I’m building an application portfolio for a Missouri’s First Families Pioneer Certificate. To obtain the certificate I need to document that one ancestor lived in Missouri between 1821 (statehood) and 1860 (pre-Civil War) and that I have a direct link to this ancestor.
1853 German Marriage Certificate
One of the seemingly toughest “gets” in the process was the marriage certificate for John Vanderstay and Gertrude Koenen in 1853 in Germany. The good news is that I found them in an index of marriage records for 1853 in Germany on www.familysearch.org. The next step was pretty easy. I just ordered the microfilm ($7.50) from the Family History Library in Salt Lake City. When it arrived at the Midwest Genealogy Center (nearest library to which the Family History Library would do inter-library loan), all I had to do was pop the film in the reader spin to the record and voila!
Now I had a giant two-page, legal paper sized marriage record. Wonderful. But it was in “old” German, and aside from the two last names of my ancestors, I couldn’t read a word.
Translating the Record
Now I turned to finding someone who could read and translate the document for me. I just braced myself for what would be a sizable fee. But if I wanted to get the Pioneer Certificate, I had to go down this road. Understandably, the Certificate Committee doesn’t accept foreign language documents without translations.
What I found – and really the point of this blog post – is a little known resource at the Midwest Genealogy Center. They have a staff member at the Center, who speaks, reads, and translates German, including translating “old” German, among other Eastern European languages. What’s even better is if you have a library card, which I do, she will do the translation for free. Free, I tell you! Even if it took a little while – you can image she’s a busy lady – it was well worth the wait.
Here’s a snippet of the translation:
On the 15th of April, 1853, at 2:00 PM, appeared in front of me, Carl Then Bergh, mayor from Pfalzdorf, Province Department Düsseldorf, bachelor (groom) Johann van de Stay, 30 years old, born in Pfalzdorf, ….and a Miss Gertrude Koenen, 28 years old, born in Kessel, Administrative District of Dusseldorf, occupation – maid, resident of Gocherberg, Administrative District of Dusseldorf.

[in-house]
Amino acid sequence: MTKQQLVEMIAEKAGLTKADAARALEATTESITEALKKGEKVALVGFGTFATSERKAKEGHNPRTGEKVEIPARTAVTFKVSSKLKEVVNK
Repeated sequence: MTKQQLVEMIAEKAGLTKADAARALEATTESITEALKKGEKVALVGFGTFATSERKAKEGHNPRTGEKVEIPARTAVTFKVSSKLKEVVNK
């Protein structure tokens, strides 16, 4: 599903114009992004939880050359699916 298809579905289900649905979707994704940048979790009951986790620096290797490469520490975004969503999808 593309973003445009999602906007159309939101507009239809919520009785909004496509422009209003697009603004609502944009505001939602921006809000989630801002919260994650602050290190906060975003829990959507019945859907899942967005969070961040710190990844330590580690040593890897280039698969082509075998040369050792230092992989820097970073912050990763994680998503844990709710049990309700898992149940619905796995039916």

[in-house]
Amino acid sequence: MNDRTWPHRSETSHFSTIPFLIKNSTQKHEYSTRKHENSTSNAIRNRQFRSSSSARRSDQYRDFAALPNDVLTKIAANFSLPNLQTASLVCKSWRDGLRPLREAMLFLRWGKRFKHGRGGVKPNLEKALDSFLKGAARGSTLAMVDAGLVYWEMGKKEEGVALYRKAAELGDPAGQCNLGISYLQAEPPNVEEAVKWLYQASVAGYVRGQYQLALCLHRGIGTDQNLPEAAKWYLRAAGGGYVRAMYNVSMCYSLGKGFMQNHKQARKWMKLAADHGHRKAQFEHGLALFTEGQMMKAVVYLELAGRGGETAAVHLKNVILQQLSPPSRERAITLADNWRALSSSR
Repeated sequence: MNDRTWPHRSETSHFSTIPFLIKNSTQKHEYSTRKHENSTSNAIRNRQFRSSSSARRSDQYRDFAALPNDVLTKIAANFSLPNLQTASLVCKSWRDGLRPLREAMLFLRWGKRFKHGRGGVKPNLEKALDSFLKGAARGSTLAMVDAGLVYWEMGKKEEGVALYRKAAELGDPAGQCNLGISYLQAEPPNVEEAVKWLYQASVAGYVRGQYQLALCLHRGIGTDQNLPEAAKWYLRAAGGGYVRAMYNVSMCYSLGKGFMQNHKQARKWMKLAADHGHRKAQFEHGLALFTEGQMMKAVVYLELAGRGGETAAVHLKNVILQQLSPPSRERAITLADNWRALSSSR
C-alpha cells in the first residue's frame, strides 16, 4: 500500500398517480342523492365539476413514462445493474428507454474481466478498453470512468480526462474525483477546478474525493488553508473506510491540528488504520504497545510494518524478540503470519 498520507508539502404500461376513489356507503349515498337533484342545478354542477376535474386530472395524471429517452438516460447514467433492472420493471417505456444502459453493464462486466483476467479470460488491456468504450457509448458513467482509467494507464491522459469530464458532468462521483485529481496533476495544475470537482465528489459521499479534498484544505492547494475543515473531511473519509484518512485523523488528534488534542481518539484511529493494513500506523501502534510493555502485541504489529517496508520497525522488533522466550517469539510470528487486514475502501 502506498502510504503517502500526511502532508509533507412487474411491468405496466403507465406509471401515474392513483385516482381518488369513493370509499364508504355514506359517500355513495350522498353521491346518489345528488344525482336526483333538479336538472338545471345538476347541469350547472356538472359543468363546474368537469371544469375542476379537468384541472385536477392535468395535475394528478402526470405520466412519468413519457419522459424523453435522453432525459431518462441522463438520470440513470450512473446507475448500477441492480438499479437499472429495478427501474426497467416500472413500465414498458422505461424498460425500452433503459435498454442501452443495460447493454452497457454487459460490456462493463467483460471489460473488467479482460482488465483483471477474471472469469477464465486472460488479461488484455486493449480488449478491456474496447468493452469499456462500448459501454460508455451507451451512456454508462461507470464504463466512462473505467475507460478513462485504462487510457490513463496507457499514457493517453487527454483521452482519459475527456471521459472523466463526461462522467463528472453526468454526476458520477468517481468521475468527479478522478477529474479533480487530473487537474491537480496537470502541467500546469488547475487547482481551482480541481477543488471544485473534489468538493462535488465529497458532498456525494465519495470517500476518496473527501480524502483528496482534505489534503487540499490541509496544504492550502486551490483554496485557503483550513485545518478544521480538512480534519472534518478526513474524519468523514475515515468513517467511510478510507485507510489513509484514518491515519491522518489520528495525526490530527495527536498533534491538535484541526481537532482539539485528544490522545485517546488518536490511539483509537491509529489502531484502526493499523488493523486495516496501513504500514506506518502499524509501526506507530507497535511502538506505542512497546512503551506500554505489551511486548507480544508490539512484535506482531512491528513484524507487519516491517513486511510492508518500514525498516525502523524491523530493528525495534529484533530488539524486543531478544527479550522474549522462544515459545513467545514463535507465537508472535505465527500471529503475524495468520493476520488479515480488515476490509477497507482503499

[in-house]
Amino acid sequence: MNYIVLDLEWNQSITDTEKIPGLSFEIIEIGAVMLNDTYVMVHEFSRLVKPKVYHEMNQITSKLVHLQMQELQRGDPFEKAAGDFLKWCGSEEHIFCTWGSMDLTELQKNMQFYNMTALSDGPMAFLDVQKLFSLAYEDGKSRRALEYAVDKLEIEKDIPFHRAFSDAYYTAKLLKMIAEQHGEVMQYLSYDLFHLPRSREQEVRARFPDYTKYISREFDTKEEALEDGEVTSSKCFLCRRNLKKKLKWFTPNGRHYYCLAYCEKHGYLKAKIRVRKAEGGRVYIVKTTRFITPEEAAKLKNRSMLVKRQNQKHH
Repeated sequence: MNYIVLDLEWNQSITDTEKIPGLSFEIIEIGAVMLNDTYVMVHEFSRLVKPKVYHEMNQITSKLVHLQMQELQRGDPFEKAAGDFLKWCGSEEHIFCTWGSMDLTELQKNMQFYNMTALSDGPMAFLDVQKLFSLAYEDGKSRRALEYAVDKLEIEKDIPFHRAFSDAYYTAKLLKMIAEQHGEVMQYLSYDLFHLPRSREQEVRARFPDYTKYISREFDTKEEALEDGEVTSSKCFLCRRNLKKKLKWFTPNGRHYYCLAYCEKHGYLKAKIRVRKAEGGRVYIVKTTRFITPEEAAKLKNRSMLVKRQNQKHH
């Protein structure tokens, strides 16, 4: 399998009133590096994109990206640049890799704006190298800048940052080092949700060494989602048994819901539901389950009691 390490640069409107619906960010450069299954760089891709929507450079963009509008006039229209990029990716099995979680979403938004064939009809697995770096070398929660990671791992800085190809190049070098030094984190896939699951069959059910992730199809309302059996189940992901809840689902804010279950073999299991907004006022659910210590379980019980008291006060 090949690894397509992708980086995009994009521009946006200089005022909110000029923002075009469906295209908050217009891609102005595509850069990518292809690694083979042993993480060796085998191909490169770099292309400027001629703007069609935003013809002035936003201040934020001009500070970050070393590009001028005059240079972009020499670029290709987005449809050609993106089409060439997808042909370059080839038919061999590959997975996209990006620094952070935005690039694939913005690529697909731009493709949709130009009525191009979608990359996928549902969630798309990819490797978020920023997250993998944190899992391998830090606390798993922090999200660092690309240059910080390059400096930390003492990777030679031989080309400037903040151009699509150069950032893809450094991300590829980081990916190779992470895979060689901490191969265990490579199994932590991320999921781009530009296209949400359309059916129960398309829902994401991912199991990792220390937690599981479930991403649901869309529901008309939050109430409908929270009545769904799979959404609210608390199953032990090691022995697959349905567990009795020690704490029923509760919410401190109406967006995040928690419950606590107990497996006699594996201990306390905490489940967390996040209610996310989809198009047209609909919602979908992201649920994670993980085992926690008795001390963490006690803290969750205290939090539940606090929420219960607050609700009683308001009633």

As neat as this snippet is it really doesn’t do justice to the depth and breath of the information unlocked in this genealogical treasure. Here are a few highlights that thanks to the translation, I now have about this 1850s, German family.
- We now know who their neighbors and friends were, their ages and occupations – as they were witnesses
- We know the couple’s occupations, their ages and birth places
- We know that Gertrude’s parents were deceased at the time of the marriage.
- We know where their PARENTS were from.
- We know that they had to provide EIGHT documents proving their pedigree – their parents AND grandparents birth & death records, which gives any good genealogist goosebumps.
- Oh, and we know when and where they were married. Which seems almost incidental after all of this.
The moral of the story is several fold. Don’t stop when you hit the trans-Atlantic migration, even when you face a language barrier. There are great records to be found, and they are as close as your computer and its link to the Family History Library. Second, I can’t recommend enough the wonderful efforts of the translator at the Midwest Genealogy Center. Tons of excellent information would have been lost to me, even though I had the document in my hands if not for her assistance.
Just ask. The door may be opened to you.